New mentor program builds Tribal capacity and protects ecosystems

Closeup of a camas meadow in the Pacific Northwest.
Understanding soil health in camas meadows and other Northwest ecosystems is among research mentorship projects planned to support tribal resilience through the new BioRISe project, led by WSU and U of I scholars.

A mentorship program launching this fall at Washington State University and the University of Idaho connects Tribal college graduates with Native knowledge holders and western science mentors to understand and protect the delicate ecosystems of the Pacific Northwest.

Funded by a $3 million National Science Foundation (NSF) grant and led by WSU soil scientist Tarah Sullivan in partnership with the Nimiipuu (Nez Perce) and Schitsu’umsh (Coeur d’Alene) Tribes, the new program builds Tribal capacity, helping budding scientists from Tribal communities bridge Indigenous and western knowledge systems through science, technology, and innovation. Working from the cellular to the global scale, mentees will address challenges that threaten long-established communities, foodways, and traditions.

“Tribal communities have tens of thousands of years of ecosystem knowledge,” said Sullivan, associate professor of soil microbiology at WSU’s Department of Crop and Soil Sciences. “Among academic scientists, there’s a willingness and desire to ethically engage, collaborate, and work with Tribes to create and share new understanding. This program provides resources and builds infrastructure for us to do that together.”

Titled “BioRISE: Biological Resilience for Indigenous Systems Empowerment,” the project is part of NSF’s Research and Mentoring for Postbaccalaureates (RaMP) program. Launched in 2023, RaMP supports building a competitive and highly representative STEM workforce in the biological sciences.

“Through BioRise, we’re supporting a fundamentally different way of thinking about capacity building and supporting tribes: upholding tribal sovereignty and self-determination through co-creation of projects and shared knowledge systems,” Sullivan said.

Closeup of Tarah Sullivan
Tarah Sullivan, associate professor with WSU’s Department of Crop and Soil Sciences, leads the BioRISE resilience mentoring project. Sullivan was inspired to launch the project after learning about the Two-Eyed Seeing concept, which examines the world through both Indigenous and western viewpoints.

For mentorship, the BioRISE team seeks 30 individuals who have finished their bachelor’s degree and who have an interest in building their knowledge base and research skillset within the context of supporting Tribal nation capacity building. Ideal mentees would have great interest not only in tribally defined research areas, but also in working for nations or organizations that serve them, Sullivan said.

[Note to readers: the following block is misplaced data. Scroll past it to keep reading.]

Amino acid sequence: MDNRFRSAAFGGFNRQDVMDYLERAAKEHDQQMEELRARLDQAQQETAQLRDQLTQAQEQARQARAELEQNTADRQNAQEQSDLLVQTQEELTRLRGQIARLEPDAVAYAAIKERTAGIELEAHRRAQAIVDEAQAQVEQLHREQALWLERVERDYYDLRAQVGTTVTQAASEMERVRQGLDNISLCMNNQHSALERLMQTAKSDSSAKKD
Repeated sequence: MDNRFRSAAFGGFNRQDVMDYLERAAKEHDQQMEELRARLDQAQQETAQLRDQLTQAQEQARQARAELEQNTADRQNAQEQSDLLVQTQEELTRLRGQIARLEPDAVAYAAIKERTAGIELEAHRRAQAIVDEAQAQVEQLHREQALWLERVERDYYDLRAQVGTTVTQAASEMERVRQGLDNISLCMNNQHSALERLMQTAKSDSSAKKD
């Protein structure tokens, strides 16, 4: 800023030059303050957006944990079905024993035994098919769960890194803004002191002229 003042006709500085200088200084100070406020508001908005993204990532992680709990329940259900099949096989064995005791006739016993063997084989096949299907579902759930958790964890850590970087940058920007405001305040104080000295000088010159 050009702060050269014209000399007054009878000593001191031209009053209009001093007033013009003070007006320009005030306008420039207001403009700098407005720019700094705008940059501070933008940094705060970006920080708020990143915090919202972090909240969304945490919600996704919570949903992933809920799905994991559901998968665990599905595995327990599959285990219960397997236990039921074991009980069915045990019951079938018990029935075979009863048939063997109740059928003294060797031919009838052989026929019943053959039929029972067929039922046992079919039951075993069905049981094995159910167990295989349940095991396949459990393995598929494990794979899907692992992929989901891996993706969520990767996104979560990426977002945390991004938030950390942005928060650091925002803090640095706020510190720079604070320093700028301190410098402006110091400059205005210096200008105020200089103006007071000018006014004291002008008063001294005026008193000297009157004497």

Recruitment will focus on individuals who are citizens or members of Pacific Northwest nations. Additional participant selection criteria will be determined based on Tribal input.

Program leaders emphasized collaboration with nations in co-developing research priorities and design, recruitment criteria, and mentor criteria, which will be firmed up over the course of the first year. 

“It’s fundamental to this project that we center Tribal nations’ inherent sovereignty,” said Shanny Spang Gion, co-primary investigator and College of Natural Resources’ Visiting Tribal Scholar at U of I. “We can do that by co-designing and co-producing processes with Tribal nation partners that address their priorities, knowing and embracing the complexities of doing so.”

Closeup of Shanny Spanag Gion
Shanny Spang Gion, visiting tribal scholar at the University of Idaho, co-leads the mentorship project.

Tribally connected research projects currently under consideration for mentee participation include work on how environmental contaminants affect crayfish, a keystone aquatic species and Indigenous food; research with Tribal hatchery managers to understand how warming stream temperatures affect wild salmon spawn rates; and understanding how forest and soil health respond to fire, disease, and pest pressure to help identify factors for resilience.

With Native communities depending on the health of the soil for water storage and purification as well as production of important root crops to maintain traditional foodways, mentees may join scientists from WSU and the Nez Perce Tribe investigating how communities of soil microbes help ensure food sovereignty and resilience.

“To engage mentees in ways that really center their communities, priorities, and knowledge is really exciting,” Spang Gion said. “Whatever tribe you come from or are working for, you absolutely can formulate your research questions with multiple knowledges.”

During their year-long research experience, mentees will live in the Inland Northwest, either close to university resources or embedded in their communities; all mentees will receive a stipend for living expenses. Before engaging with their projects, all members will take part in U of I’s Indigenous Knowledge Field Camp operated by Professor Jerry McMurtry. Also planned is an annual research summit to share goals and progress with incoming cohorts.

Sullivan hopes that the project builds trust between Tribal and academic communities and that all participants come away with a fuller understanding of diverse viewpoints.

“By working together, having conversations, and listening, we want to build relationships that will last lifetimes,” Sullivan said. 

To learn more about the project, or join as a prospective mentee or mentor, email to or visit

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